When the Nauvoo Legion was organized he became a member of the band, and was quite intimate with the Prophet.
After Joseph was killed he attended the meetings called by Sidney Rigdon and the apostles and was in the meeting and witnessed the change in the appearance of Brigham Young when the "mantle of Joseph fell on him" and he never afterward doubted that Brigham was God's chosen leader.
When the Saints were leaving Nauvoo, he was appointed one of the "rear guard" to keep the mob from working evil before all the people had a chance to cross the river into Iowa. The mob started violence, the guard had few arms, so Browning (father of the gun manufacturer of Ogden) and Cox made two cannons, using an old steam boat shaft for the barrels. Then they held the mob in check. Crossing the plains he was in Charles C. Rich's company and arrived in Salt Lake Oct. 3, 1847.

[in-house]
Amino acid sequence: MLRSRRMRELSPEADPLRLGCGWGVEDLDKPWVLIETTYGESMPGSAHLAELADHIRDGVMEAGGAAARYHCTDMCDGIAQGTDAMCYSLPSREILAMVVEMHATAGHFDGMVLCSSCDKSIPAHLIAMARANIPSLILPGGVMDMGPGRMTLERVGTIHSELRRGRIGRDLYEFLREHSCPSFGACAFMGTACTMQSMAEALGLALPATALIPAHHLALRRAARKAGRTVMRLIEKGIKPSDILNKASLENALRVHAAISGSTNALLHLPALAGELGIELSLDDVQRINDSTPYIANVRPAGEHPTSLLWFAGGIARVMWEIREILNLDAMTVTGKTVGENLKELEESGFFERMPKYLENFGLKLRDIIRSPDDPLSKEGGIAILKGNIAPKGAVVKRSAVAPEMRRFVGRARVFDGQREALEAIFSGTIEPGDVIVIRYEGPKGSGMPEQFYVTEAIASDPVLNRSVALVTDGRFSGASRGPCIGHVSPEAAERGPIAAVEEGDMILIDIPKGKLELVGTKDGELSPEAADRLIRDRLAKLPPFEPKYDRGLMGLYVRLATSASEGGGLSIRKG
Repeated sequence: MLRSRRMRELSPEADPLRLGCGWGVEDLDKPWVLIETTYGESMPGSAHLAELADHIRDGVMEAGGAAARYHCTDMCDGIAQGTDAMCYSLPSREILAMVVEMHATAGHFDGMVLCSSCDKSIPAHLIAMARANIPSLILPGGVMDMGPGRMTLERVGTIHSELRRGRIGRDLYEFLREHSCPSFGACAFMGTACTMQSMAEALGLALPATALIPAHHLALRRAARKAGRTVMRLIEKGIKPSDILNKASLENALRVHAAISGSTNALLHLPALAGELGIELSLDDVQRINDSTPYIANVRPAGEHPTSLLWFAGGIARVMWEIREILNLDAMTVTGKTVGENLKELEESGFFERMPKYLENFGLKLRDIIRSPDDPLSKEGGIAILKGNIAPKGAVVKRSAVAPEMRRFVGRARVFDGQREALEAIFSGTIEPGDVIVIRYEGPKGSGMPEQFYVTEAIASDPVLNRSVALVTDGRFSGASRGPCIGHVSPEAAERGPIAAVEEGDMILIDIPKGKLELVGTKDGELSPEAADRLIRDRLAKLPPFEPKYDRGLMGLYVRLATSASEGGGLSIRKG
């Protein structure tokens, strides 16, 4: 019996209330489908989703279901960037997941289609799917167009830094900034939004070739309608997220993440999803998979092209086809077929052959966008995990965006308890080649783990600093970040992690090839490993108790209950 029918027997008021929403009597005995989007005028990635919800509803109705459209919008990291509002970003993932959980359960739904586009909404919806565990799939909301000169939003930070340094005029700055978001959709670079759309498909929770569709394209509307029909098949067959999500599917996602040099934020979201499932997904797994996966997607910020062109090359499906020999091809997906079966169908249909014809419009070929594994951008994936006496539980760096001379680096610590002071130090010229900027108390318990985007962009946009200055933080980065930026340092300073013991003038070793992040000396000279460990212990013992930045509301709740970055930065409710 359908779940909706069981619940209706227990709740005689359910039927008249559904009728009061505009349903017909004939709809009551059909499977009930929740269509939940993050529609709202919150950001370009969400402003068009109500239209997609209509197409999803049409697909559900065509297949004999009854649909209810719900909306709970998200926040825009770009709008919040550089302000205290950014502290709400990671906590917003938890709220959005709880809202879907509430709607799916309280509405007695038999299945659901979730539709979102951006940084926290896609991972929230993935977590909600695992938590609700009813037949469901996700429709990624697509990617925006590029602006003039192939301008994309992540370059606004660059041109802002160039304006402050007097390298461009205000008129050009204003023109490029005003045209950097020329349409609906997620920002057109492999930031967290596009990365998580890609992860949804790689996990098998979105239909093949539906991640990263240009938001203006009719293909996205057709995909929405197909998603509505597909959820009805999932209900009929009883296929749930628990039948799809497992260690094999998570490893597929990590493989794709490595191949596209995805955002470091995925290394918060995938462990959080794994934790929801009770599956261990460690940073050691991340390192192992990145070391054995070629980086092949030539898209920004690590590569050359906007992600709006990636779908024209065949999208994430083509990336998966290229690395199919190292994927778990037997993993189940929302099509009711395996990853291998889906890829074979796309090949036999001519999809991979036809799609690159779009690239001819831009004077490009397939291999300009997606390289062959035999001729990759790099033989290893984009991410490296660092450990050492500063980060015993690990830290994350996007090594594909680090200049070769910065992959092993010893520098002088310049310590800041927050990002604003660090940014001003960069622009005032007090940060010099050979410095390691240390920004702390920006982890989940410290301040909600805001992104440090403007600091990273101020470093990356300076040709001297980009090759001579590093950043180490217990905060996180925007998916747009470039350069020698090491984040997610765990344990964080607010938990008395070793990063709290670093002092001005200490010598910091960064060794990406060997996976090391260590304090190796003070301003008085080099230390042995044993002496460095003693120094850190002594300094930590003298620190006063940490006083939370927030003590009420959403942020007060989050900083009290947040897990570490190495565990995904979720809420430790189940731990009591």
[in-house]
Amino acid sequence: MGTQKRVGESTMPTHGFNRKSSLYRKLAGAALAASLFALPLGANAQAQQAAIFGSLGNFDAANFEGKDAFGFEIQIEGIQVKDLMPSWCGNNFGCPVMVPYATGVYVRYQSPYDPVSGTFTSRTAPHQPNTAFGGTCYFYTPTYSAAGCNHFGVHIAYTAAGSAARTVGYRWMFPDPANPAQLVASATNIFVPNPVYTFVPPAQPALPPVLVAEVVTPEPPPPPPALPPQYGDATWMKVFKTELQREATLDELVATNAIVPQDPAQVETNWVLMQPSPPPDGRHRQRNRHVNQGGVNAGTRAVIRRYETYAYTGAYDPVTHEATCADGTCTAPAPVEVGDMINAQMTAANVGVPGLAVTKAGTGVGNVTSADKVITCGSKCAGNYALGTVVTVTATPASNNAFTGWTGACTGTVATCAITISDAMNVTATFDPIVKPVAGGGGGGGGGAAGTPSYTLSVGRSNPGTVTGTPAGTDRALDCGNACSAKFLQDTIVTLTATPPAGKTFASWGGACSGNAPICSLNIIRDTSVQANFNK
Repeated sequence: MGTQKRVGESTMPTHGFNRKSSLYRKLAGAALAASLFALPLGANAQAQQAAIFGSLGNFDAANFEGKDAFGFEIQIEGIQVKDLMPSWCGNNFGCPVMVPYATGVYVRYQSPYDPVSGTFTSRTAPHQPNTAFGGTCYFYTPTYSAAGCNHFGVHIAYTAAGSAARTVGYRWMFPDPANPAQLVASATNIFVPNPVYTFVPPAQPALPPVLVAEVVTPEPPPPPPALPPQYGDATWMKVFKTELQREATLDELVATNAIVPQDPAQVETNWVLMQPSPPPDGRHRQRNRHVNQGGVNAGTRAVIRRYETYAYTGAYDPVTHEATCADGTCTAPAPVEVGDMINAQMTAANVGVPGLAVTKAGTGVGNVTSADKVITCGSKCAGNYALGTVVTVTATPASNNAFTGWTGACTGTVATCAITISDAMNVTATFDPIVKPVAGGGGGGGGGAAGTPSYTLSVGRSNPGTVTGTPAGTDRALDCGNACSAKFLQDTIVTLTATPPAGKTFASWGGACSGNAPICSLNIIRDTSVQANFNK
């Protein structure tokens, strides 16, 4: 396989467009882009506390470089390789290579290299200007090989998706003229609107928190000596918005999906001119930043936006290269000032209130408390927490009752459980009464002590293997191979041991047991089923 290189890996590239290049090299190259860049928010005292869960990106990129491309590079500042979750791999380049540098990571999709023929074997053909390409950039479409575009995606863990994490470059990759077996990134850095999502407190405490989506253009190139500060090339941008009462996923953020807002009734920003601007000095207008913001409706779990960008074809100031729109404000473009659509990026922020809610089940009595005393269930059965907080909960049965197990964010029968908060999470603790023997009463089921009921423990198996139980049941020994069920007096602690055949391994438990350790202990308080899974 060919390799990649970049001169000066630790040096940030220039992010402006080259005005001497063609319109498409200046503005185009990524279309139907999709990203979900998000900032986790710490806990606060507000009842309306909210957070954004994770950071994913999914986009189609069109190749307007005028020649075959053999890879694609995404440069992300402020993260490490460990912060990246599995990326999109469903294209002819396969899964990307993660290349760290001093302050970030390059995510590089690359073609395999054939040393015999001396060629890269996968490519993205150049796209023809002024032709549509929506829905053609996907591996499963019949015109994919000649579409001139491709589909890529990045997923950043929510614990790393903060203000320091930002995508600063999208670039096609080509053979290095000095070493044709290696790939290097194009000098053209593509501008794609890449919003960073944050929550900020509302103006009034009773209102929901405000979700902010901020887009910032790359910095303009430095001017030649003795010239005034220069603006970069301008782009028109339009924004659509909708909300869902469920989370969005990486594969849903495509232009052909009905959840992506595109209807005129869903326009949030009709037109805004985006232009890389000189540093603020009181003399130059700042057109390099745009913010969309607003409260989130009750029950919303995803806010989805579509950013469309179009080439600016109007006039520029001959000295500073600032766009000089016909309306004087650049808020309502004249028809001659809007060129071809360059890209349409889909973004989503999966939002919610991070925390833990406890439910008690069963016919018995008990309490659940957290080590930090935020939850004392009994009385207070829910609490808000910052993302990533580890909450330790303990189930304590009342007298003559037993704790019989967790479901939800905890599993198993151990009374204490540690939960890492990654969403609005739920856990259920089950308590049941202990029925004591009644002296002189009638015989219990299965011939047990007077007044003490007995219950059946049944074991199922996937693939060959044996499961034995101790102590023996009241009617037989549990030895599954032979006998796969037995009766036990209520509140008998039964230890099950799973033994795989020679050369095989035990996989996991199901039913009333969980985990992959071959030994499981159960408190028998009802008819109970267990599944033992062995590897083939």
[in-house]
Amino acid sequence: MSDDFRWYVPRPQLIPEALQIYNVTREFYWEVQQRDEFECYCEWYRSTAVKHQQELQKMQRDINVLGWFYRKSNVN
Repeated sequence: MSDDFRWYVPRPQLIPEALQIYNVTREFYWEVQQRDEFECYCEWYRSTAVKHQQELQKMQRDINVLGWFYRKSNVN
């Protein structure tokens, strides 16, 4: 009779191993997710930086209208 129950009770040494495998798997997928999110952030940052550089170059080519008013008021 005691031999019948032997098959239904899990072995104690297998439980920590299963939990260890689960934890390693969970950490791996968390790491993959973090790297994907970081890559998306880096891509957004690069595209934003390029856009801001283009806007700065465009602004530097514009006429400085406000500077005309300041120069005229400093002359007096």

He was among the first settlers of 15 different towns in the mountain region. He surveyed 45 irrigation canals that carried the first irrigation streams for their localities. Irrigation was a natural gift to him. To many it was a difficult problem. In some instances he surveyed ditches and took the water higher than professionals with scientific instruments could do.
He had a cheerful optimistic disposition. There never appeared a situation in pioneering so difficult that he could not solve it. Nor was there a job of work too hard for him to willingly undertake it.
See the stories of "The Last Match", "The Big Plow", "Buffalo Meat", "The Log Culvert", "Move that Rock", "Turkey Hunting", "Shoeing Oxen with Glassy Hoop", "Straightening a Gun Barrel".
O.S. Cox died in Fairview Utah, July 4, 1888.
[Stella's history has Orville
leaving the smith at age 18. Stella sometimes spells his name as
"Southerland", but our PAF (genealogy) files, and Euphrasia, spell it "Sutherland".
Euphrasia spelled Nauvoo as Navoo, which I have changed to Nauvoo.
– Paul R. Day, Nov. 8, 2006 ]